Service & Maintenance / Extra Edition

Btu Buddy 25: Changing A Four-Way Valve On A Heat Pump

April 15, 2005
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Bob is a service technician who is well trained and nationally certified. However, he sometimes suffers from the same confusion that all technicians occasionally do - the facts that he gathers may or may not point to the obvious cause of the problem or the best solution. But Bob has something that no one else has. He recalls his long-time HVACR mentor and imagines him accompanying him as "Btu Buddy," someone who reminds him to take time to stop and think before rushing to judgment, helping keep him on the right track, even with facts that are confusing.

To finish the job they were working on last week (see "Btu Buddy 24: Looking At A Heat Pump Drawing A Lot Of Power"), Bob meets Btu Buddy at the jobsite to change the heat pump's four-way valve on a cool but dry day. It's a good day to work outside. Bob knows that it is best to only open a refrigeration system on a dry day, and it is much better when it is not too cold so that it is comfortable to work outside. Btu Buddy asks Bob what he thinks the best procedure would be to change the valve.

Bob says, "We will have to recover the refrigerant, then turn off and lock out the power supply, and then remove the top of the unit so we can get to the valve. We should then break the vacuum after recovery with dry nitrogen. Then I think we should use the multi-tip torch to remove the piping from the valve. We will have to do it one pipe at a time because there are four pipes. Then we can install the old piping to the new valve in reverse manner. Is that what you would do?"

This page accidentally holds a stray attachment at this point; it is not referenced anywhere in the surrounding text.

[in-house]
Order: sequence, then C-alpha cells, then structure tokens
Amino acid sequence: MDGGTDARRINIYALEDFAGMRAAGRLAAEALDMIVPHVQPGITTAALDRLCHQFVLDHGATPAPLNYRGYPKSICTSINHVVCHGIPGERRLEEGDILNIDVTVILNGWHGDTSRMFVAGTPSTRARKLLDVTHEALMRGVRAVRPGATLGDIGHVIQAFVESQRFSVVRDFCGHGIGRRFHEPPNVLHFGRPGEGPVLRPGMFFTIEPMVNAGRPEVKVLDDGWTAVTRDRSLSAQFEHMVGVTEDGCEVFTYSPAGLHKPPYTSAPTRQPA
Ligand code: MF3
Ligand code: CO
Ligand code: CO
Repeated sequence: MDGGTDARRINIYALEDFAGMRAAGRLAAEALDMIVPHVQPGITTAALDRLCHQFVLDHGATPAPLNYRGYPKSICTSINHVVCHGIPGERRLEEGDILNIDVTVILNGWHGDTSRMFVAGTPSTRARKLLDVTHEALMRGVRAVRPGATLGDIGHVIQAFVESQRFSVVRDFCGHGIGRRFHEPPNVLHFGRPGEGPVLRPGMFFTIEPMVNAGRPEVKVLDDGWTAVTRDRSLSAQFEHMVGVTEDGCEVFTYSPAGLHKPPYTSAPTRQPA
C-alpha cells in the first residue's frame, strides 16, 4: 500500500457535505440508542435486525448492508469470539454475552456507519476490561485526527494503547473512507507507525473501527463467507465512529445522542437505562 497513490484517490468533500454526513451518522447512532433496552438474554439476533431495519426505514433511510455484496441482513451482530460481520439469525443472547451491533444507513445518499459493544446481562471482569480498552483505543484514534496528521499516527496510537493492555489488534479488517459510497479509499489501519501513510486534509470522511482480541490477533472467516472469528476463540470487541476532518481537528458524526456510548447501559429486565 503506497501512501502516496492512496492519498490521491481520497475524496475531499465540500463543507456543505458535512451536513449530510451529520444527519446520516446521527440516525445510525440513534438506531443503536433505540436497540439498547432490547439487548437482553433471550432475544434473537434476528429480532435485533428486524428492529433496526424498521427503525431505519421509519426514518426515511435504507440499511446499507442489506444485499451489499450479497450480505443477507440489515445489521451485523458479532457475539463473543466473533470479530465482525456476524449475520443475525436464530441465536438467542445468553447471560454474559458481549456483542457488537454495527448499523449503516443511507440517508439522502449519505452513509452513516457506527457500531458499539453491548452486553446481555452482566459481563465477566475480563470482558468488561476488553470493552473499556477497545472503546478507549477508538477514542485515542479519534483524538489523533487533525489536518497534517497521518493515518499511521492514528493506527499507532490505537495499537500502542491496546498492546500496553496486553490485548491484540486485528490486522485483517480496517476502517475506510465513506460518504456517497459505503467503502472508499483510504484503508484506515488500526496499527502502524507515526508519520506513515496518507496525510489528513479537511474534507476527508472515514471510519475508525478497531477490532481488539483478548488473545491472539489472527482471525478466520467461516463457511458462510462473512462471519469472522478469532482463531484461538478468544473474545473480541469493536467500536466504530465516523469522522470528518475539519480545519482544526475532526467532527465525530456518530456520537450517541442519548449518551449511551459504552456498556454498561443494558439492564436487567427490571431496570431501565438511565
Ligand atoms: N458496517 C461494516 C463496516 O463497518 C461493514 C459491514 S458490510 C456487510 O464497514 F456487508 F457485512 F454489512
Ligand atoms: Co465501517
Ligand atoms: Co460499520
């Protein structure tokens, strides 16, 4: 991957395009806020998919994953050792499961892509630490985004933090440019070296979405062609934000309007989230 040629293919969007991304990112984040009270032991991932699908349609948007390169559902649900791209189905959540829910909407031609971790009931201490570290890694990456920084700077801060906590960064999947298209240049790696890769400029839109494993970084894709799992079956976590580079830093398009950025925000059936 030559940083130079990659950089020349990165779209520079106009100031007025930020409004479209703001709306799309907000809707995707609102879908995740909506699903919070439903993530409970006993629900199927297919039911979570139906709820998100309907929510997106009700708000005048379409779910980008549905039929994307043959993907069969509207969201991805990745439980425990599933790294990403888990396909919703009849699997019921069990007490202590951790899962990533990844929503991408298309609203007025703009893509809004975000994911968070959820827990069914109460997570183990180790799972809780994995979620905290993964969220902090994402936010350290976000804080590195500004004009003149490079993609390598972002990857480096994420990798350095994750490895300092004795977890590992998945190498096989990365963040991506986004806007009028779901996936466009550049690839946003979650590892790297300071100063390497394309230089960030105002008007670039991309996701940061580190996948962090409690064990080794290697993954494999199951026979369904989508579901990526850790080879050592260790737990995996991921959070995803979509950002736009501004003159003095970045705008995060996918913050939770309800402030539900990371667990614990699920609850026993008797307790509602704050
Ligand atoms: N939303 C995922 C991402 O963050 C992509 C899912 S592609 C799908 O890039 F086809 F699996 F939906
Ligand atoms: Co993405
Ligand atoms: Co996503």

Figure 1. Notice the silver solder beads on the piping. These are very hard. (All figures are from Refrigeration & Air Conditioning Technology, 5th Edition, by William Whitman, William Johnson, and John Tomczyk, published by Delmar Publishers.)
Btu Buddy responds, "There are several ways that technicians have accomplished changing the valve. This valve is in a close place and doing all of that torch work will not be easy. I think the preferred method would be to cut each pipe as close to the valve as possible, using a close radius tubing cutter. I have always found it easy to melt the piping away from the valve and remove the piping. But when it comes time to push those pipes back into the new valve, they have the silver based solder beads on the piping that will not allow you to just push the pipes into the new valve (Figure 1).